The Rumor Mill
Myths are easy to perpetuate. Start a rumor and then circulate it. Pretty soon you'll have popular culture reinforcing the stereotypes you've created. Boarding schools sometimes get a bad rap thanks to a few key misconceptions perpetuated by bad television. Several are reflected in the following questions—and dispelled in the answers.
Aren't boarding schools breeding grounds for trouble?
Like many stereotypes, the opposite is true. Ninety-five percent of boarding school students say that their social lives don't revolve around drugs and alcohol, compared with 82% of private day and public school students.
Kids are at boarding school because they have troubled home lives.
Many students come to boarding schools because they have healthy home lives that have encouraged them to pursue their dreams through better and higher education. It's no surprise that 86% of boarding school students report being satisfied with their family lives.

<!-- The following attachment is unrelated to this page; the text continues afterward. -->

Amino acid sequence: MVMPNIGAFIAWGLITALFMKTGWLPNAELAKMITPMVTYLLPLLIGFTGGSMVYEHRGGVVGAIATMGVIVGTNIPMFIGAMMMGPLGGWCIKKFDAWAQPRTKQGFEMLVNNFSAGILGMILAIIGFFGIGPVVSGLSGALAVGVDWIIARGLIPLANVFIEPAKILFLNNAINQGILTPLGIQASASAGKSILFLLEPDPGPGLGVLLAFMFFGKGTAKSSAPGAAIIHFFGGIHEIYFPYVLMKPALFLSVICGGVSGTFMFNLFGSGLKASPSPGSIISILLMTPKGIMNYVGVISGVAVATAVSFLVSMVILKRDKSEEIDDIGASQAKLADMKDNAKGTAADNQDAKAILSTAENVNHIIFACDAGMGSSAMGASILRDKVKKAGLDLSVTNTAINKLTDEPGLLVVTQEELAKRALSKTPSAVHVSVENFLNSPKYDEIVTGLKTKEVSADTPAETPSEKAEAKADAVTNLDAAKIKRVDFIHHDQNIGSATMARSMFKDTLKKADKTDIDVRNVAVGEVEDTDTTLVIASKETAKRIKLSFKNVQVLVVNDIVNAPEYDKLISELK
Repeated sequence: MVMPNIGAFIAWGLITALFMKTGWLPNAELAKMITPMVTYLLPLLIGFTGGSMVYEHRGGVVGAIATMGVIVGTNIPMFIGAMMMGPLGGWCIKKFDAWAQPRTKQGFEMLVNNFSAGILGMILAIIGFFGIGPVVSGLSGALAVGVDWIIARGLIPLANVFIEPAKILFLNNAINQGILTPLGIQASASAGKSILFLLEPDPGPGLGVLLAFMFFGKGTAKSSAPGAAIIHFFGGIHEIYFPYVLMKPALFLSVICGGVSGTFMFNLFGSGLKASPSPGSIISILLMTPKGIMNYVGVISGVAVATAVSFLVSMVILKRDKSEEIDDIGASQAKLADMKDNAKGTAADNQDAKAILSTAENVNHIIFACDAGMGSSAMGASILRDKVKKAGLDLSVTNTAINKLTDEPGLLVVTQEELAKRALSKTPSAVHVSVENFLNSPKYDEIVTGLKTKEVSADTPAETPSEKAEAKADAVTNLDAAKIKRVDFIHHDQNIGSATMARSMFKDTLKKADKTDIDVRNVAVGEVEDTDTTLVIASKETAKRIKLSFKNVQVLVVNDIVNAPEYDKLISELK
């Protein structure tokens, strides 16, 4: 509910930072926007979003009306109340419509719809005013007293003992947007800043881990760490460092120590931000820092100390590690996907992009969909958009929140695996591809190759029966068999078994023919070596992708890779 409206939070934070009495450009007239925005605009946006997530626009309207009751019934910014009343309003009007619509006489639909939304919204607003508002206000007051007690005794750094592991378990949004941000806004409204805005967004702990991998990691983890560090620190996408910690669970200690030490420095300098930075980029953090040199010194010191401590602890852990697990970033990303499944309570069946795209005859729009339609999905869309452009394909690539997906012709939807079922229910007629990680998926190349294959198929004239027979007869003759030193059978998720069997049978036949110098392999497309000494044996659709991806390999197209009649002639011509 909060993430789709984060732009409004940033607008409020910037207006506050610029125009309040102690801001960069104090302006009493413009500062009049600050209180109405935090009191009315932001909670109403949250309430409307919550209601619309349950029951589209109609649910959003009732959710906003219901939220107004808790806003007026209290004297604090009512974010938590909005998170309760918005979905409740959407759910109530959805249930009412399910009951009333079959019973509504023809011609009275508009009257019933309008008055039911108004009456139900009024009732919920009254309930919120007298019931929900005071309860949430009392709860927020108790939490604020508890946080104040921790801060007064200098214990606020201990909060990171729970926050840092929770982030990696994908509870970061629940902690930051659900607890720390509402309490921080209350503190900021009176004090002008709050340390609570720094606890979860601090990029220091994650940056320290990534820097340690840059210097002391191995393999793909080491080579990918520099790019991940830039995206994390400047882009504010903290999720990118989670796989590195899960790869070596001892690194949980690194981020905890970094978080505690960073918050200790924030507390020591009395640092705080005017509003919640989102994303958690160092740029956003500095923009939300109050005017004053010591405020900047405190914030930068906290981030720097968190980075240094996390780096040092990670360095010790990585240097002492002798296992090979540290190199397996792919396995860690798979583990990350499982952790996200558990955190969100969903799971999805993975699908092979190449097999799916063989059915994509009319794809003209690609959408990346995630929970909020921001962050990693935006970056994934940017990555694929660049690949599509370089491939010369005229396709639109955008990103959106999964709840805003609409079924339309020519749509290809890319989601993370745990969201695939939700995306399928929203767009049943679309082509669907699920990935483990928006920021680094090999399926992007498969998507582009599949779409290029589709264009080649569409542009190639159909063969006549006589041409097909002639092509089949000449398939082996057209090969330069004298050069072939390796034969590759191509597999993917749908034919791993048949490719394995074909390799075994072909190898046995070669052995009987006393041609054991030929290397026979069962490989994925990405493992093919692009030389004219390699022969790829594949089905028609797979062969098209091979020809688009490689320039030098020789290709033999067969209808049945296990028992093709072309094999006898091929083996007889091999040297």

Going to a boarding school means being far away from my family.
Not true. As the School Browser indicates, you can find boarding schools within a reasonable distance of virtually any place in North America.
Do boarding school students do anything other than study?
Absolutely! Boarding school students participate in more extracurricular activities than other students, including playing sports, engaging in creative endeavors like music and painting, and participating in student government and club activities.
Does boarding school prepare you for college?
Definitely. Eighty seven percent of boarding school graduates surveyed reported that they were very well prepared for university life—both in and out of the classroom.